- Google designers had an 'almost hallucinatory moment' when Larry Page finally said that products needed to look beautiful (Business Insider)
- Top designers react to Google's new 'Material' design language (VentureBeat)
When is this happening
After it was originally announced in the keynote address of the 2014 Google I/O conference, Material Design was first available through the Android L preview the same week. On November 3, 2014 the source code was made available before the official OTA updates were first sent out on November 12, 2014 for select devices.
New design specs are added each month and can be viewed on the Material Design website. In May 2017, for example, Google introduced a library of Material Components for application building, along with a new Material Design Color Tool.
At this point, the majority of Google's core apps should have received a Material Design makeover.
- Material Design: What's New (Google)
- Google Hangouts 4.0 for Android released with improved material design interface and performance (ZDNet)
How to take advantage of Material Design
To make the most out of Material Design, you'll want to start by reviewing the specification guide that Google has laid out for Material Design. Google has put together some very specific rules and guidelines.
Material elements can vary in their height and width (X and Y), but they are always express a uniform thickness as 1dp (density-independent pixels). While Material elements can grow and shift along their X and Y axes, but they can never pass through another Material element.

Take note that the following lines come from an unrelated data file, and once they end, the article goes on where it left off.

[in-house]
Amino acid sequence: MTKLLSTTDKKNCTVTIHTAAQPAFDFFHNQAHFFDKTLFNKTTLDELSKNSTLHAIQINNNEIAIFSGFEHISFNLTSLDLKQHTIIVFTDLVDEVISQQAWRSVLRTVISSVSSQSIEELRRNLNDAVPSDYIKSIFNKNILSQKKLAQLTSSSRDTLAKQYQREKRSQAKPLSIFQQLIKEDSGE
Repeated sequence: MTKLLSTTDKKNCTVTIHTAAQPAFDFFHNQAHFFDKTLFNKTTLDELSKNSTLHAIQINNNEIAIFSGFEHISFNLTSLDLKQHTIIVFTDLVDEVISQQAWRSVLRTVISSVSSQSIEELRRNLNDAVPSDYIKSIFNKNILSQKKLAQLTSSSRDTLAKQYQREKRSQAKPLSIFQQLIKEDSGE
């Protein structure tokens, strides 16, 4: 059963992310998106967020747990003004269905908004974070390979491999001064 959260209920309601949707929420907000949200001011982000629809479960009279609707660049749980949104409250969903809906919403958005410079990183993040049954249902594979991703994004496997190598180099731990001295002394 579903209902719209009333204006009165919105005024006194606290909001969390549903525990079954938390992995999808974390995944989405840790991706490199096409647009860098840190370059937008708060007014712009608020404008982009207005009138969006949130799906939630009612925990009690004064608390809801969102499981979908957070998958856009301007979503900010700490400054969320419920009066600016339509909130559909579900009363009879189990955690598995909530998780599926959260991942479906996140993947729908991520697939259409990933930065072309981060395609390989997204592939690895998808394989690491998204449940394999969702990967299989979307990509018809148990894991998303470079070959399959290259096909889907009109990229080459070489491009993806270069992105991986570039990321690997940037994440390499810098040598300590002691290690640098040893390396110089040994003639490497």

Each element has its own level of elevation (also measured in dp) relative to the type of component it is and how it interacts with other elements in the design. Google addresses the elevation rules and object hierarchy in its Material Design guide.
Android developers will want to take a look at the Material Design for Android developers site to fully grasp all of the tools and features.
- Hands-on with Android's material design: App theming (TechRepublic)
- Google launches web library to give sites a material design makeover (ZDNet)
- Android Lollipop material design trick offers a more polished UX (TechRepublic)
- How to build a website using Google Material Design Lite (PC Advisor)
- More Android material design drop shadow woes (TechRepublic)
- Material Design for Android Developers (Udacity course)
- Google Material Design Spec Guide (Google)
Conner Forrest has nothing to disclose. He doesn't hold investments in the technology companies he covers.
Conner Forrest is a Senior Editor for TechRepublic. He covers enterprise technology and is interested in the convergence of tech and culture.